Big Six energy supplier Scottish Power was today ordered by regulator Ofgem to improve the way it deals with customers or face a sales ban.
Ofgem found the firm was making customers wait for too long on the telephone, forcing a quarter of calls to be abandoned, while too many bills were also being sent out late.
Ofgem warned the Spanish-owned firm that failure to meet new targets would result in it having to suspend sales activities.
It has separately launched an investigation into the gas and electricity supplier's treatment of customers.
Problems with billing systems can "turn households budgets upside down" and energy companies owe it to their customers to make any changes as smoothly as possible.
Citizens Advice chief executive Gillian Guy said:
The number of complaints about npower and Scottish Power doubled in the first quarter of 2014, according to Citizens Advice.
Citizens Advice and Citizens Advice Scotland point to problems with new billing systems as to why there was a sharp rise in complaints.
Complaints about npower rose from 306.8 for every 100,000 customers during the closing months of 2013, to 592.4 between January and March - or one complaint for every 168.8 customers.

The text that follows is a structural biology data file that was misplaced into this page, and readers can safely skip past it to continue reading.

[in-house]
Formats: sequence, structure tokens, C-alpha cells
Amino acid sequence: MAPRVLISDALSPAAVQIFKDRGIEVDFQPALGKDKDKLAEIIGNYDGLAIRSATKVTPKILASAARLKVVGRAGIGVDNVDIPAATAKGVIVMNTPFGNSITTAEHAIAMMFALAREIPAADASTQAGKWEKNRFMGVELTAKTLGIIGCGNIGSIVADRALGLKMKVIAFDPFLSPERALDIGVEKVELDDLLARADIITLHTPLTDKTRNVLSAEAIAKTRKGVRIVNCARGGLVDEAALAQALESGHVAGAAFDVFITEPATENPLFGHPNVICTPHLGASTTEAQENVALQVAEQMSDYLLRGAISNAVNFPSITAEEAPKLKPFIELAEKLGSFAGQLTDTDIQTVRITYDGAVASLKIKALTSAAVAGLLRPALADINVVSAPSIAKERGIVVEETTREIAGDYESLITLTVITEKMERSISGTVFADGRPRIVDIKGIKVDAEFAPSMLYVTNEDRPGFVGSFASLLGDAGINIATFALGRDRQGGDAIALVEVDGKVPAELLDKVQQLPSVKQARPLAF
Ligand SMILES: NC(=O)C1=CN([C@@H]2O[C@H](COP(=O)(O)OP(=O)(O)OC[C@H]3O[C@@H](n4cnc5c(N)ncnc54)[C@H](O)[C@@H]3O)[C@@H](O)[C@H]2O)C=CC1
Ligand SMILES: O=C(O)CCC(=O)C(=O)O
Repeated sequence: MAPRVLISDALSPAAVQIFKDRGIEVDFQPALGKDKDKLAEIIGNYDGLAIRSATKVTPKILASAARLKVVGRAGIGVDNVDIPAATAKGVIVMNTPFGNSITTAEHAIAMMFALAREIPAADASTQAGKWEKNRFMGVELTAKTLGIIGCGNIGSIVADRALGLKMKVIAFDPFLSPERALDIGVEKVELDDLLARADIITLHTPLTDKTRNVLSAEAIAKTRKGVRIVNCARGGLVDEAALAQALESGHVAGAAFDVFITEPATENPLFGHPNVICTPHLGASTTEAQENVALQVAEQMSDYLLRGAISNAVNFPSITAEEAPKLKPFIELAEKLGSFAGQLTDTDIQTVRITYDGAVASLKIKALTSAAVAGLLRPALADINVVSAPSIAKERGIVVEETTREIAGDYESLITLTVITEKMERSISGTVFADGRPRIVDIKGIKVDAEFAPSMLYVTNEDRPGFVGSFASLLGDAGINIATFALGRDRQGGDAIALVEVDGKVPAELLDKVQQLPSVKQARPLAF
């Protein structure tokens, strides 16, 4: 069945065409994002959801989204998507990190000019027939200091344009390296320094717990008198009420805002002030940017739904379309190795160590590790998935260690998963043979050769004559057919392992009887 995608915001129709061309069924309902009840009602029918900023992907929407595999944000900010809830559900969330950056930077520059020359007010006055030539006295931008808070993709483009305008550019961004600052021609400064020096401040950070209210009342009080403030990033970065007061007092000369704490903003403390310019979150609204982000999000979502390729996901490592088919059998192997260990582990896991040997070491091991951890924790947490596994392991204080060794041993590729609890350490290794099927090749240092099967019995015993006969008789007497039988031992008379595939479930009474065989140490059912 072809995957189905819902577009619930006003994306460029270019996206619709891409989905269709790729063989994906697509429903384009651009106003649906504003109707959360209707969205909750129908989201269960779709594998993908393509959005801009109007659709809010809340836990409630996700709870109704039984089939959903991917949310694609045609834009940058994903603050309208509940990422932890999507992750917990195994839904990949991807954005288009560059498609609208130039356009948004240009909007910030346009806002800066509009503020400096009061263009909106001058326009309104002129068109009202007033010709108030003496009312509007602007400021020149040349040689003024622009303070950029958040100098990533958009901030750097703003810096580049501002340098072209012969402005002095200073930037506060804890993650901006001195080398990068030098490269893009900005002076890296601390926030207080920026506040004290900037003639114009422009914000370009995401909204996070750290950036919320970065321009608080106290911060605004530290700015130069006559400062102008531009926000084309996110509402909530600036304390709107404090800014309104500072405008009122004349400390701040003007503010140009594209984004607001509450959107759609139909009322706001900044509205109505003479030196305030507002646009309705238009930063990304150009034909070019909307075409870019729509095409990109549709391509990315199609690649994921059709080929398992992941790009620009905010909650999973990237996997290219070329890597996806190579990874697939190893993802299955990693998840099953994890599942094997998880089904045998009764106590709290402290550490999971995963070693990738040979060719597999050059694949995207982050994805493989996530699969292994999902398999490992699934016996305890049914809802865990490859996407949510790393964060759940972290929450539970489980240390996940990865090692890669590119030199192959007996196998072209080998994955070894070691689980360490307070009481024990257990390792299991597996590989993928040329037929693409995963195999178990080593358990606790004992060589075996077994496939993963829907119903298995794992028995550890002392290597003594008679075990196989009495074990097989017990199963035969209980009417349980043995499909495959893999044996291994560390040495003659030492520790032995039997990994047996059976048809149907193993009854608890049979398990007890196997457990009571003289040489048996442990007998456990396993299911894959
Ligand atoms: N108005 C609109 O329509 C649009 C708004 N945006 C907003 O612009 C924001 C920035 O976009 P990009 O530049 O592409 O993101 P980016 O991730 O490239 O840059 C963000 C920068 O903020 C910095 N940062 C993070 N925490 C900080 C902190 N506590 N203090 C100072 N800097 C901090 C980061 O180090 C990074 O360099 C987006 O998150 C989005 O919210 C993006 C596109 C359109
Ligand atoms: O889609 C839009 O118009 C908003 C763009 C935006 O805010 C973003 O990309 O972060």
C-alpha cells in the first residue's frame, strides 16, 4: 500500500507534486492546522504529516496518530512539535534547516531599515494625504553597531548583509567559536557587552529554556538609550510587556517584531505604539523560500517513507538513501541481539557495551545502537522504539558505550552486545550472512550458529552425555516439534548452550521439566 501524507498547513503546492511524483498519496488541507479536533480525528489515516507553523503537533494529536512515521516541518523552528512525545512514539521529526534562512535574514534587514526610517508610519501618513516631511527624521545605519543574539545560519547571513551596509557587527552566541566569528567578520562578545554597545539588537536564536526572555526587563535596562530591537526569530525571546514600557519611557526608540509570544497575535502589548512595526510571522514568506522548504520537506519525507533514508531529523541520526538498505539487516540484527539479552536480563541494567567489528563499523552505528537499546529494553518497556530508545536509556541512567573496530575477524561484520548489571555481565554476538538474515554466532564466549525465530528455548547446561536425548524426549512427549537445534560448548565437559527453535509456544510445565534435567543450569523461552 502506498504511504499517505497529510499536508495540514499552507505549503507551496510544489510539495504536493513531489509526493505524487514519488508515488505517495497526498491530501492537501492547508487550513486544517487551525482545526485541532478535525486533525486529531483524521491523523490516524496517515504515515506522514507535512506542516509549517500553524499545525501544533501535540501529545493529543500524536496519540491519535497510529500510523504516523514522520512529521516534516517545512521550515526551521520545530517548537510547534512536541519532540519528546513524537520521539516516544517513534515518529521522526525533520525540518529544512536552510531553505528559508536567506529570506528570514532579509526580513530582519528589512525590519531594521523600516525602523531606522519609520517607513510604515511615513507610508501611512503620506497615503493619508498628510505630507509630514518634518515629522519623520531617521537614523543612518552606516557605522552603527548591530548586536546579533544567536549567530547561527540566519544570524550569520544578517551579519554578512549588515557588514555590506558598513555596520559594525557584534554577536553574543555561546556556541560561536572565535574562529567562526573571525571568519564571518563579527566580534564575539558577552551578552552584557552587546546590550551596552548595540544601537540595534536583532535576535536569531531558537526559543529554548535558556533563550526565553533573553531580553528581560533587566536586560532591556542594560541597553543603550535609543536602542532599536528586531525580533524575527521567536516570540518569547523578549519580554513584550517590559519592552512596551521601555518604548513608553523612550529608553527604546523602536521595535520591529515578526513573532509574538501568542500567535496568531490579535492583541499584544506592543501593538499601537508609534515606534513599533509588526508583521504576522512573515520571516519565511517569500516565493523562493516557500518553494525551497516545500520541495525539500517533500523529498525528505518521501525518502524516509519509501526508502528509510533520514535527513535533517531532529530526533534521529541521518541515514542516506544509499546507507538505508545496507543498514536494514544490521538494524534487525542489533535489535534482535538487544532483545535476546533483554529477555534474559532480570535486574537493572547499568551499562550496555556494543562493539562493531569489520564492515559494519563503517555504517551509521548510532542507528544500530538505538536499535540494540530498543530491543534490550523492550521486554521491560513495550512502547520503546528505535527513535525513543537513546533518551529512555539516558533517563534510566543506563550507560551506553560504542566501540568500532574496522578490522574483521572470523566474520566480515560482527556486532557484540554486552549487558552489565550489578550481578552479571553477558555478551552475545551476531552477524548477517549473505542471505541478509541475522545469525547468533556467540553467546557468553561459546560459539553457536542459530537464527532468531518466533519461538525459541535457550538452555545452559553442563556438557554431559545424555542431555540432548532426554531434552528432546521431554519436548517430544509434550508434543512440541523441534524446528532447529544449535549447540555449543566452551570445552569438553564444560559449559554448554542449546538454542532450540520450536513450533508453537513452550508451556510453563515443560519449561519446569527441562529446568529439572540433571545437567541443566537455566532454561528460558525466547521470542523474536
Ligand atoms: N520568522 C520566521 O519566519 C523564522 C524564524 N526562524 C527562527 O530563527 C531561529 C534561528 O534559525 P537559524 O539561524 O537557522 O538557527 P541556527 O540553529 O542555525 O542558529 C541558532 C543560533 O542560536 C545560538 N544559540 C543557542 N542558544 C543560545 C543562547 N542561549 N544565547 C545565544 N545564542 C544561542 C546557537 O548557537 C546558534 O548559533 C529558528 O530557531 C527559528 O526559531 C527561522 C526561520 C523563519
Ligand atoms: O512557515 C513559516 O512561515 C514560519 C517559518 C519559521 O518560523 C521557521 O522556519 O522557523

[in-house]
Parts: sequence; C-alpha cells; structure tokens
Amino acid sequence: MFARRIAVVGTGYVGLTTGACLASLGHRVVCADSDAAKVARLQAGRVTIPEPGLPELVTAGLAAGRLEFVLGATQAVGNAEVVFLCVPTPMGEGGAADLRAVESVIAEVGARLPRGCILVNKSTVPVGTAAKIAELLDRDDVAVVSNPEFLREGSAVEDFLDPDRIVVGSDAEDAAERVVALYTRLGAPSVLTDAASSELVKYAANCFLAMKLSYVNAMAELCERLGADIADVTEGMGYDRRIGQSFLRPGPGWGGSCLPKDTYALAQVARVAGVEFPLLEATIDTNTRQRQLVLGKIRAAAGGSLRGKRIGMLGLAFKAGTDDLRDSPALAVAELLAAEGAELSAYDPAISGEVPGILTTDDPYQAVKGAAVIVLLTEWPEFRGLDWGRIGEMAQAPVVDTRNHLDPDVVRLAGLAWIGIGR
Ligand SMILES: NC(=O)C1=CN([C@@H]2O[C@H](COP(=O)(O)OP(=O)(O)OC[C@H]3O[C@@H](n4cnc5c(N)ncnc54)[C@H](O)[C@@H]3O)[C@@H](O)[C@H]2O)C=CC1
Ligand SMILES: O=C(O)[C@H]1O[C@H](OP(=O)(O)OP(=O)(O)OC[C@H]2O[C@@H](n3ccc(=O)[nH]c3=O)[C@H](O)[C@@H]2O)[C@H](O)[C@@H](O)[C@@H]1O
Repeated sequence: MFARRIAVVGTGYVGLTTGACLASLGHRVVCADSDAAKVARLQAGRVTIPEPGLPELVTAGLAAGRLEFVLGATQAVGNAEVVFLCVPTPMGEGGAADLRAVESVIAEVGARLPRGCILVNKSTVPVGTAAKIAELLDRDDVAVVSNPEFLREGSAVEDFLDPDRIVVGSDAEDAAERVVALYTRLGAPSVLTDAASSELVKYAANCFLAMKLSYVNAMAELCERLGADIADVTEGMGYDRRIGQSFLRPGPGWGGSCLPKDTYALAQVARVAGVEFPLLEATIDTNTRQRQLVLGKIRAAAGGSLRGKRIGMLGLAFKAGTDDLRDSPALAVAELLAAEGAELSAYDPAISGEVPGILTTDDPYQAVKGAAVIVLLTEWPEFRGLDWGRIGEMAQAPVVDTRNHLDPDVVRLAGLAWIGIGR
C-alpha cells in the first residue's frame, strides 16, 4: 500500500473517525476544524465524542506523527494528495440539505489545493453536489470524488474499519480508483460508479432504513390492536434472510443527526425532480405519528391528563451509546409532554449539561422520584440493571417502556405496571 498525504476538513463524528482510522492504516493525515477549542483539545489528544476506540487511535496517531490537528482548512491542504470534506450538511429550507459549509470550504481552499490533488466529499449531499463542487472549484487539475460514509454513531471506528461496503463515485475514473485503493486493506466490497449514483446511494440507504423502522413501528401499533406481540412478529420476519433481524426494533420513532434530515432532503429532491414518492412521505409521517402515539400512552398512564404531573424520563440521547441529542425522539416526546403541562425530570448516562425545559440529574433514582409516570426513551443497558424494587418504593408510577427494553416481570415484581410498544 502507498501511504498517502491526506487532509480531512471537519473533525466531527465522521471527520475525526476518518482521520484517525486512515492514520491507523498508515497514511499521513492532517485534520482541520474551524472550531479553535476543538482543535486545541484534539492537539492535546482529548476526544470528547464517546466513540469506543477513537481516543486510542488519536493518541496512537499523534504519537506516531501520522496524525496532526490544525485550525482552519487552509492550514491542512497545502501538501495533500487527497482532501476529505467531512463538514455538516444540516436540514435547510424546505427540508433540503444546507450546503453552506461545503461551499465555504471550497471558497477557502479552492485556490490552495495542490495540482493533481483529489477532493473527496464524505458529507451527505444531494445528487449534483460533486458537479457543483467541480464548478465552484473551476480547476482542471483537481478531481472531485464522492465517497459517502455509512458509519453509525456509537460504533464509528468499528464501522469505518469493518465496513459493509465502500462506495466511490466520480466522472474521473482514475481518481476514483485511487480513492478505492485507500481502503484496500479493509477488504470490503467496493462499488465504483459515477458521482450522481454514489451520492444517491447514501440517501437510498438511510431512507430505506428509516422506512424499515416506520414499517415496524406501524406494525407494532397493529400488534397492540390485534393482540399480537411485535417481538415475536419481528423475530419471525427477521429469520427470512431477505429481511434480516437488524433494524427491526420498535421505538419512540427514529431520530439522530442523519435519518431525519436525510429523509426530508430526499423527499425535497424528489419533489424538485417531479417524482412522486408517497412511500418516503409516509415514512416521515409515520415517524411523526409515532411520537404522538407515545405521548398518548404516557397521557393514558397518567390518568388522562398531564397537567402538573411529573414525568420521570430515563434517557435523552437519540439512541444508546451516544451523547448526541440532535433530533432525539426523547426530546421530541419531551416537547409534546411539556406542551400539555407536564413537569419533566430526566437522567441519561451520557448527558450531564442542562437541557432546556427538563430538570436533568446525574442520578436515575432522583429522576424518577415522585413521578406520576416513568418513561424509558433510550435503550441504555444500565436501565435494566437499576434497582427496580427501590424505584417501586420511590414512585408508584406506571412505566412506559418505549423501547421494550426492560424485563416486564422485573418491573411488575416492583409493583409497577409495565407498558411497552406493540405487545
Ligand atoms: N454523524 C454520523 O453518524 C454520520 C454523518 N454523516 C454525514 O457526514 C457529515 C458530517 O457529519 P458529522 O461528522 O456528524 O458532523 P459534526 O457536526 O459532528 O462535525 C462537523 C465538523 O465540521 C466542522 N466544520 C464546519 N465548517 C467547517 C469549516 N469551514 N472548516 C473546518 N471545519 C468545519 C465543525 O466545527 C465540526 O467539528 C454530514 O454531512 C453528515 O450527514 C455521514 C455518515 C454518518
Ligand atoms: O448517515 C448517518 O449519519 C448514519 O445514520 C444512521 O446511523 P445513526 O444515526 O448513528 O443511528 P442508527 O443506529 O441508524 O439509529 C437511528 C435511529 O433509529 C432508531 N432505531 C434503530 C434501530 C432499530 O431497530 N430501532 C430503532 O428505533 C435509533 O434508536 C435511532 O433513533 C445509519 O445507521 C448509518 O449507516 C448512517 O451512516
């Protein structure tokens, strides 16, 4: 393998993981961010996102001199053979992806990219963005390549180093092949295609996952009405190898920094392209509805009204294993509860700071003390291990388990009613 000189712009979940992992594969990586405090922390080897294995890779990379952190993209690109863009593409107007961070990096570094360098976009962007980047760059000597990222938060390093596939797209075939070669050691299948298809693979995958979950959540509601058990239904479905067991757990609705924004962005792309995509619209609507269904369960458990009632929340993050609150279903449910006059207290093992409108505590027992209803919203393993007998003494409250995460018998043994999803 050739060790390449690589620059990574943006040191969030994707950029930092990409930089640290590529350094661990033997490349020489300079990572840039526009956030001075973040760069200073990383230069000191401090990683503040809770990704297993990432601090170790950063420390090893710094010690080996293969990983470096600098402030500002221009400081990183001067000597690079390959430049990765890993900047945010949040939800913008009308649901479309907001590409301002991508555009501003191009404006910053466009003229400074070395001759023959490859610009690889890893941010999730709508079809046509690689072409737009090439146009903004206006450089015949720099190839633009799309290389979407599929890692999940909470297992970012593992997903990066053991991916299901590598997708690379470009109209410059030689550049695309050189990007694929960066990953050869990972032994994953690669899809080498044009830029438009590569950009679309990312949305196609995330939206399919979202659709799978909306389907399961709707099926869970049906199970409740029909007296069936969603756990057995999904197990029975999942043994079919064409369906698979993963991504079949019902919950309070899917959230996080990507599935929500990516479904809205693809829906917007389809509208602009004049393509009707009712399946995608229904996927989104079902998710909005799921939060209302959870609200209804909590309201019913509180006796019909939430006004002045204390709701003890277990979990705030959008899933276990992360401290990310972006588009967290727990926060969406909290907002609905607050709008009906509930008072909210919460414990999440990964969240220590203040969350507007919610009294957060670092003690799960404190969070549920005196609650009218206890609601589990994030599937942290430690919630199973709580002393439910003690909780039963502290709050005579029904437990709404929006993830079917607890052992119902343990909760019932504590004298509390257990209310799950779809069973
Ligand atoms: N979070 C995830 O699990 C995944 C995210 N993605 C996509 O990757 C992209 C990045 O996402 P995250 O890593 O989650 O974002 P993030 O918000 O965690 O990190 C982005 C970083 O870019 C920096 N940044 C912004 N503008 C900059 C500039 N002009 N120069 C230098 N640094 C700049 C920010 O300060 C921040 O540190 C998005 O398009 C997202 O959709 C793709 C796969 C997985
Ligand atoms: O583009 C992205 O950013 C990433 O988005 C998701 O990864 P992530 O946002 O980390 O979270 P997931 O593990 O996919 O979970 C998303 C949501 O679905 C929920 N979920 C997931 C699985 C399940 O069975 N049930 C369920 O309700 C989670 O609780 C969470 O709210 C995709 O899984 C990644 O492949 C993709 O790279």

Scottish Power complaints increased from 100.5 per 100,000 customers to 197.7 in the first quarter.
All suppliers saw an increase in complaints, although the rise was only slight for some, it added.
ScottishPower said it will "try and avoid further price rises in 2014" but stressed this will "depend on whether there are increases in wholesale energy prices or other costs outside our control".
The energy firm said the taxpayer funded £12 rebate will be applied to all households "in line with the Government timetable" of two years.
Retail chief executive Neil Clitheroe said, “We welcome all of these changes proposed by Government, especially those to the ECO programme, as they represent a strong commitment to have a more rational debate on energy policy in the UK".
Following the Government's confirmed shake-up of green levies, ScottishPower is set to make an announcement:
Keith Anderson, the Chief Corporate Officer for Scottish Power, told ITV News that the targets set in today's Energy Bill for a 40% electricity reduction by 2020 were "achievable".
"What's been announced today really sets the framework to allow the industry to come forward with the investment the country needs to deliver a low-carbon future for the UK.
"Those targets are very ambitious but certainly achievable."